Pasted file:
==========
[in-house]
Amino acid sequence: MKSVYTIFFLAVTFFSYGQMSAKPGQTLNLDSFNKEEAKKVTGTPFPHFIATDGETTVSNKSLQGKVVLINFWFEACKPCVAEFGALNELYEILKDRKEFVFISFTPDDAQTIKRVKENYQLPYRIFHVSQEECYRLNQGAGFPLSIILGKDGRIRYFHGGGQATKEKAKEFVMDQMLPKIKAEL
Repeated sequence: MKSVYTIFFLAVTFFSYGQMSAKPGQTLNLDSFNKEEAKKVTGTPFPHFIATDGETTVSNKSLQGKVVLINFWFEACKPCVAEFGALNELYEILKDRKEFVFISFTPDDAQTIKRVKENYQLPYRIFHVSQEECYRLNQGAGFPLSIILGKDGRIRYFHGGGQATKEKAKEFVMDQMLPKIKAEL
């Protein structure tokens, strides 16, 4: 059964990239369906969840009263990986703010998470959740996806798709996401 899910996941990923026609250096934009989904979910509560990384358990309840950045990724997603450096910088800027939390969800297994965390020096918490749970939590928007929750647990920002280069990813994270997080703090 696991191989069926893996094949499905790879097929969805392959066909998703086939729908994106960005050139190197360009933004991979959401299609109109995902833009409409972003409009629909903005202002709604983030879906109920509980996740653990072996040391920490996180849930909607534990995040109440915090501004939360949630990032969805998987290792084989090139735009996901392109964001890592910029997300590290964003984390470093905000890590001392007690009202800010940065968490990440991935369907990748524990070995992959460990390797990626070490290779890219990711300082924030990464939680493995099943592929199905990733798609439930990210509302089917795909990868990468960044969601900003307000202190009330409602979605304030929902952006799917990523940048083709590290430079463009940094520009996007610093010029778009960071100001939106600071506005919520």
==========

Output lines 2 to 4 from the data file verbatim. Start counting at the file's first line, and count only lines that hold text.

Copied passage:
Amino acid sequence: MKSVYTIFFLAVTFFSYGQMSAKPGQTLNLDSFNKEEAKKVTGTPFPHFIATDGETTVSNKSLQGKVVLINFWFEACKPCVAEFGALNELYEILKDRKEFVFISFTPDDAQTIKRVKENYQLPYRIFHVSQEECYRLNQGAGFPLSIILGKDGRIRYFHGGGQATKEKAKEFVMDQMLPKIKAEL
Repeated sequence: MKSVYTIFFLAVTFFSYGQMSAKPGQTLNLDSFNKEEAKKVTGTPFPHFIATDGETTVSNKSLQGKVVLINFWFEACKPCVAEFGALNELYEILKDRKEFVFISFTPDDAQTIKRVKENYQLPYRIFHVSQEECYRLNQGAGFPLSIILGKDGRIRYFHGGGQATKEKAKEFVMDQMLPKIKAEL
């Protein structure tokens, strides 16, 4: 059964990239369906969840009263990986703010998470959740996806798709996401 899910996941990923026609250096934009989904979910509560990384358990309840950045990724997603450096910088800027939390969800297994965390020096918490749970939590928007929750647990920002280069990813994270997080703090 696991191989069926893996094949499905790879097929969805392959066909998703086939729908994106960005050139190197360009933004991979959401299609109109995902833009409409972003409009629909903005202002709604983030879906109920509980996740653990072996040391920490996180849930909607534990995040109440915090501004939360949630990032969805998987290792084989090139735009996901392109964001890592910029997300590290964003984390470093905000890590001392007690009202800010940065968490990440991935369907990748524990070995992959460990390797990626070490290779890219990711300082924030990464939680493995099943592929199905990733798609439930990210509302089917795909990868990468960044969601900003307000202190009330409602979605304030929902952006799917990523940048083709590290430079463009940094520009996007610093010029778009960071100001939106600071506005919520």